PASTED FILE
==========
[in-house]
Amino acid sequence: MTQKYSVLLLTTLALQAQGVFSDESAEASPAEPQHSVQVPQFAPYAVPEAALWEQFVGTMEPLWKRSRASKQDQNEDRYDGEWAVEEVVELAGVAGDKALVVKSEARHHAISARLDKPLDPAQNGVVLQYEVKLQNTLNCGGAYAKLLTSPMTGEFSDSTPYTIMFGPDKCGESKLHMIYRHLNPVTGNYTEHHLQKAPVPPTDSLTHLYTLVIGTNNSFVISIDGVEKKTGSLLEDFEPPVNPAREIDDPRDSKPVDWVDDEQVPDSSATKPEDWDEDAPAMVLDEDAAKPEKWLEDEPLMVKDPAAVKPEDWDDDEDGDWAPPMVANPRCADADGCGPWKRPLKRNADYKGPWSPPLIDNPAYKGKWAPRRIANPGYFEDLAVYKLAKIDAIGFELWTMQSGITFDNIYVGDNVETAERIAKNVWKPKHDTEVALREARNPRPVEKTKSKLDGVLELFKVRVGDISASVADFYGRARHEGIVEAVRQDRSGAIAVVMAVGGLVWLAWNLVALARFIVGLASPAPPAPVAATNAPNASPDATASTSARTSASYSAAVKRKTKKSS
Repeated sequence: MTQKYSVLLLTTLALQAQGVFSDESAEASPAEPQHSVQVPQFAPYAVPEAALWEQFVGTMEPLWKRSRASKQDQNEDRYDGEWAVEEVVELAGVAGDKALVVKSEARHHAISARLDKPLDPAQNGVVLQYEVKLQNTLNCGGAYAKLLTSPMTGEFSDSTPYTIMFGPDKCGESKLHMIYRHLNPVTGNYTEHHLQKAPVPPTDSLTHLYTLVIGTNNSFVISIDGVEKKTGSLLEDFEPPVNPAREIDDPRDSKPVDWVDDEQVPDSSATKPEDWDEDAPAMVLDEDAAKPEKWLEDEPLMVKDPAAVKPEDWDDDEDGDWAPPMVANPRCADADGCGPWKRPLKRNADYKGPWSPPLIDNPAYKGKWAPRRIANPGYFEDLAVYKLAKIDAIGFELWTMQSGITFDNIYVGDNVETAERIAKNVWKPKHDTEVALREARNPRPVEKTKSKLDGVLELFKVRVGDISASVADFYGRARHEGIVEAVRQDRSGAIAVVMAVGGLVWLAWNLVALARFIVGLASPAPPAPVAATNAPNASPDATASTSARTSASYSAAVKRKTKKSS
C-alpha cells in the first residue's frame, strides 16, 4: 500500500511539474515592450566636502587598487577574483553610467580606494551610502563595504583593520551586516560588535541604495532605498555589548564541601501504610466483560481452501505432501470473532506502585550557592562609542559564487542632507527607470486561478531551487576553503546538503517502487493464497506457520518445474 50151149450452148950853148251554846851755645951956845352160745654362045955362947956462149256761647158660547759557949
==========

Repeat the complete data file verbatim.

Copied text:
[in-house]
Amino acid sequence: MTQKYSVLLLTTLALQAQGVFSDESAEASPAEPQHSVQVPQFAPYAVPEAALWEQFVGTMEPLWKRSRASKQDQNEDRYDGEWAVEEVVELAGVAGDKALVVKSEARHHAISARLDKPLDPAQNGVVLQYEVKLQNTLNCGGAYAKLLTSPMTGEFSDSTPYTIMFGPDKCGESKLHMIYRHLNPVTGNYTEHHLQKAPVPPTDSLTHLYTLVIGTNNSFVISIDGVEKKTGSLLEDFEPPVNPAREIDDPRDSKPVDWVDDEQVPDSSATKPEDWDEDAPAMVLDEDAAKPEKWLEDEPLMVKDPAAVKPEDWDDDEDGDWAPPMVANPRCADADGCGPWKRPLKRNADYKGPWSPPLIDNPAYKGKWAPRRIANPGYFEDLAVYKLAKIDAIGFELWTMQSGITFDNIYVGDNVETAERIAKNVWKPKHDTEVALREARNPRPVEKTKSKLDGVLELFKVRVGDISASVADFYGRARHEGIVEAVRQDRSGAIAVVMAVGGLVWLAWNLVALARFIVGLASPAPPAPVAATNAPNASPDATASTSARTSASYSAAVKRKTKKSS
Repeated sequence: MTQKYSVLLLTTLALQAQGVFSDESAEASPAEPQHSVQVPQFAPYAVPEAALWEQFVGTMEPLWKRSRASKQDQNEDRYDGEWAVEEVVELAGVAGDKALVVKSEARHHAISARLDKPLDPAQNGVVLQYEVKLQNTLNCGGAYAKLLTSPMTGEFSDSTPYTIMFGPDKCGESKLHMIYRHLNPVTGNYTEHHLQKAPVPPTDSLTHLYTLVIGTNNSFVISIDGVEKKTGSLLEDFEPPVNPAREIDDPRDSKPVDWVDDEQVPDSSATKPEDWDEDAPAMVLDEDAAKPEKWLEDEPLMVKDPAAVKPEDWDDDEDGDWAPPMVANPRCADADGCGPWKRPLKRNADYKGPWSPPLIDNPAYKGKWAPRRIANPGYFEDLAVYKLAKIDAIGFELWTMQSGITFDNIYVGDNVETAERIAKNVWKPKHDTEVALREARNPRPVEKTKSKLDGVLELFKVRVGDISASVADFYGRARHEGIVEAVRQDRSGAIAVVMAVGGLVWLAWNLVALARFIVGLASPAPPAPVAATNAPNASPDATASTSARTSASYSAAVKRKTKKSS
C-alpha cells in the first residue's frame, strides 16, 4: 500500500511539474515592450566636502587598487577574483553610467580606494551610502563595504583593520551586516560588535541604495532605498555589548564541601501504610466483560481452501505432501470473532506502585550557592562609542559564487542632507527607470486561478531551487576553503546538503517502487493464497506457520518445474 50151149450452148950853148251554846851755645951956845352160745654362045955362947956462149256761647158660547759557949